A couple of weeks back, we combed through our favorite quotes and offered up a few words from some of our favorite musicians about why they do what they do. That post was so well liked that we decided to seek out similar thoughts from some of our favorite moviemakers, to find out what drives them, what motivates them, and what pushes them to create. The best are collected after the jump; feel free to add your own in the comments. … Read More
Christmas has come and gone. So, now’s the time to plan some activities for those late nights at the family home, when the kids and elderly relatives have gone to bed and the last thing you want to do is spend quality time with awful Cousin Myrtle. Last week, we rounded up the best new fall TV shows to catch up on over the break. But if you’d rather settle down with a great movie and happen not to have dropped Netflix after their year of terrible decisions, then allow us to alert you to some of 2011′s best films that also happen to be available for streaming on the site. A gay British romance for the ages, a dreamy Thai meditation on death, and a hilarious mockumentary that finds Steve Coogan (sort of) playing himself are just a few of the noteworthy new movies from around the world that await you after the jump. … Read More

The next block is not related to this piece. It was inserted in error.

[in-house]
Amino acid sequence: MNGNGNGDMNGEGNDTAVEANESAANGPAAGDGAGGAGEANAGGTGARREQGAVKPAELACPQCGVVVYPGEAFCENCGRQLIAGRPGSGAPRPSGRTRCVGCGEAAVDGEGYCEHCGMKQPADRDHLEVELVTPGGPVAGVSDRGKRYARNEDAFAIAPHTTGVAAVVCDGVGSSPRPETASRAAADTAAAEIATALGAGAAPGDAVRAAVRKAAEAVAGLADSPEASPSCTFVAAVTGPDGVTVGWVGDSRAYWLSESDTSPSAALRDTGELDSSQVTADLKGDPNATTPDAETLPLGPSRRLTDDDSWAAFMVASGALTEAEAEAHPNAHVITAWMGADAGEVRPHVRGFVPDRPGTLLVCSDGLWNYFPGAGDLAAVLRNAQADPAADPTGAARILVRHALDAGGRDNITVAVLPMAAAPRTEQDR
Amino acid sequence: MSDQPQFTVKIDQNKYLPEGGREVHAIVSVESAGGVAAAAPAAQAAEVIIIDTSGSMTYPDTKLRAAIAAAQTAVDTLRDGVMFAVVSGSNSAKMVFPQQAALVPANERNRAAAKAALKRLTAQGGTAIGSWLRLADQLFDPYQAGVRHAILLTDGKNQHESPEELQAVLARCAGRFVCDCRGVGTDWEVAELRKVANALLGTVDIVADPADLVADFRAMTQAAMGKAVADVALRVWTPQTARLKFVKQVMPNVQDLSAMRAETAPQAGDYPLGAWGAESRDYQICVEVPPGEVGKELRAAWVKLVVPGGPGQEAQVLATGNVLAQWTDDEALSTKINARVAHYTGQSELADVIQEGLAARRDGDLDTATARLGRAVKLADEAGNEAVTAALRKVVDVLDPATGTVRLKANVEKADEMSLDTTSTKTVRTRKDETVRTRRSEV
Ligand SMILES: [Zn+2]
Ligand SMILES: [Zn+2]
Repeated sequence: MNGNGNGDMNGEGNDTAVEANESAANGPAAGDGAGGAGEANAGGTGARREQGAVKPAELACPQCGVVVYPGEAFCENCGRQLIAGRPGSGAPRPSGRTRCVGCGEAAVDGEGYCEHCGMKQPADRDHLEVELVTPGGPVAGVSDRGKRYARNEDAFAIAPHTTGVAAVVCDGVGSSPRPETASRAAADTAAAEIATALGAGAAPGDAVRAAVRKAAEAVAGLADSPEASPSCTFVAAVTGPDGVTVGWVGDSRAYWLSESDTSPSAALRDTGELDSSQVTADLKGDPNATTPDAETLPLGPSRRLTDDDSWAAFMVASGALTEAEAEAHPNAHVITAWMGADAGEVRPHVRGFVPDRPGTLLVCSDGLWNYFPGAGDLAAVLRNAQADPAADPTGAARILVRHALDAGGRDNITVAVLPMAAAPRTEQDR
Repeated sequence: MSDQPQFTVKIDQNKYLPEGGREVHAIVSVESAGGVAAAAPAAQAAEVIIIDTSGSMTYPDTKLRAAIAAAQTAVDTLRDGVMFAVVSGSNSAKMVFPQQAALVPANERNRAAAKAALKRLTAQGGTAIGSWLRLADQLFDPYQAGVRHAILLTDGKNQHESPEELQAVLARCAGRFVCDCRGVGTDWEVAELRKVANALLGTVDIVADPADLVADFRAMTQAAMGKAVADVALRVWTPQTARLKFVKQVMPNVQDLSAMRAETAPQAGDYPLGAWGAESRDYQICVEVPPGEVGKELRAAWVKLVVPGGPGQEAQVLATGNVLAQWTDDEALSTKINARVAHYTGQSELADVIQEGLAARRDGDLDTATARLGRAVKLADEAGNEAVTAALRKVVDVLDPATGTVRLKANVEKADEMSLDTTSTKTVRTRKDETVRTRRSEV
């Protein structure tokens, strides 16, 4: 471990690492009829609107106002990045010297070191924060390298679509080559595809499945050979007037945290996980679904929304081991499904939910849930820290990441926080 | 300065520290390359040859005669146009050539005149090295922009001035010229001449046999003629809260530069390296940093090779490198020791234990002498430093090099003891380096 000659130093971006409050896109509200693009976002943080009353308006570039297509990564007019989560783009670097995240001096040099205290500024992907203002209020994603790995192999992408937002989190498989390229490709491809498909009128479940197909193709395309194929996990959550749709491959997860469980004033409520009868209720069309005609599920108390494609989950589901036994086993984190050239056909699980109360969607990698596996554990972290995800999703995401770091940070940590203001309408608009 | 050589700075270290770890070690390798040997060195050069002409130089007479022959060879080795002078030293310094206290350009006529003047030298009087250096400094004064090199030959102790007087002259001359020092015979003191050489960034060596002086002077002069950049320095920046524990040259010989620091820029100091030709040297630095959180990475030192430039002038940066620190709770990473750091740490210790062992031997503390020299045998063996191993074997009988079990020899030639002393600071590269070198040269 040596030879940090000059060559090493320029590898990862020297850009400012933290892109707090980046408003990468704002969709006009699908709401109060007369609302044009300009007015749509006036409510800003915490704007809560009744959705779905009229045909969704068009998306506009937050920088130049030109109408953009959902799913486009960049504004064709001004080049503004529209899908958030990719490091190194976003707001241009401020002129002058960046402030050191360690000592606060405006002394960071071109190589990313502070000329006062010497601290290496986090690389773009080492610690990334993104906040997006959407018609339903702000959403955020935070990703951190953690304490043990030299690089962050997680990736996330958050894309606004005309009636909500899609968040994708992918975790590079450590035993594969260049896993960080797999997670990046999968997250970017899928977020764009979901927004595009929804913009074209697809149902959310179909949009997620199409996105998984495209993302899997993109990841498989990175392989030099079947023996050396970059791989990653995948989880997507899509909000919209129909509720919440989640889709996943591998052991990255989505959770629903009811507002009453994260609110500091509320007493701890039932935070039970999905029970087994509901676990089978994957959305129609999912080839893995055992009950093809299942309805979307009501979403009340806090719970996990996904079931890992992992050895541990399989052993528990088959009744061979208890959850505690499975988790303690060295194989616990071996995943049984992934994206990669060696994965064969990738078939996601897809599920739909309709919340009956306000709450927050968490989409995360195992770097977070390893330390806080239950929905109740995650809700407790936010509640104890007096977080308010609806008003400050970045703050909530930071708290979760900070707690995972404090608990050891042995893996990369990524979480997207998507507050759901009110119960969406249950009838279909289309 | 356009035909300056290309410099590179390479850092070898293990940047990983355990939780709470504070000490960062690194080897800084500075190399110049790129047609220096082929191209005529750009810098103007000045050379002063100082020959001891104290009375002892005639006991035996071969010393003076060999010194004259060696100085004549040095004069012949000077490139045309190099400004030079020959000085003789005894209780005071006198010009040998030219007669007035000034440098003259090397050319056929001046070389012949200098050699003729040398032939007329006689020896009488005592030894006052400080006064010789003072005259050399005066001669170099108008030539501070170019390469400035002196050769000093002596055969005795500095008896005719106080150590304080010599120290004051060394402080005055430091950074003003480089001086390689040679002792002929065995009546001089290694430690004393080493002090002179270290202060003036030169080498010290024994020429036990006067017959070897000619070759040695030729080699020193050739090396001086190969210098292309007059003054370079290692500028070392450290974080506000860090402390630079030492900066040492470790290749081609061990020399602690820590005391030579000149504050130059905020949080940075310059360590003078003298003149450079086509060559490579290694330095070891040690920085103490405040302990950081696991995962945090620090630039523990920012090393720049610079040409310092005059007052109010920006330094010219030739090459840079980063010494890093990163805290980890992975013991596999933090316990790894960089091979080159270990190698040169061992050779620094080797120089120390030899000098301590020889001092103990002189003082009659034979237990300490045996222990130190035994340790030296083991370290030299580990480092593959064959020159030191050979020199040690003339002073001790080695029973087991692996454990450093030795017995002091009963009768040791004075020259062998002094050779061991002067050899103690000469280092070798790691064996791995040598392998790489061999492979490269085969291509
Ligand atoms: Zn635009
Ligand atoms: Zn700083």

Kathryn Bigelow may have been the first female filmmaker to win a Best Director Oscar for 2009′s The Hurt Locker. But did you happen to notice that for the most recent Academy Awards, the nominees in the same category were all men — in a year when two movies directed by women, Winter’s Bone and The Kids Are All Right, were up for Best Picture?
Gender inequalities exist throughout the arts, but they’re especially pronounced in the rarefied world of film directing. We all know a few big-name women filmmakers: Bigelow, Sofia Coppola, Susan Seidelman, Catherine Hardwicke, Nora Ephron, Julie Taymor. In honor of International Women’s Day, we present ten great, contemporary female directors who you may not know but should definitely check out. … Read More
Ten prominent directors, from David Lynch to Catherine Breillat, step in front of the camera to talk about the overlap between their films and lives in Angela Ismailos’ penetrating documentary.
This 90-minute gem delves into indie icon John Sayles’ secret life as a Hollywood screenwriter for Jurassic Park and other blockbusters, Bernardo Bertolucci’s unique take on the infamous sex scene in his groundbreaking Last Tango in Paris, and Lynch’s chance encounter with Mel Brooks. These revelations are joined by others from French badass Breillat, Agnes Varda, Richard Linklater, Todd Haynes, Ken Loach, Liliana Cavani, and Stephen Frears. … Read More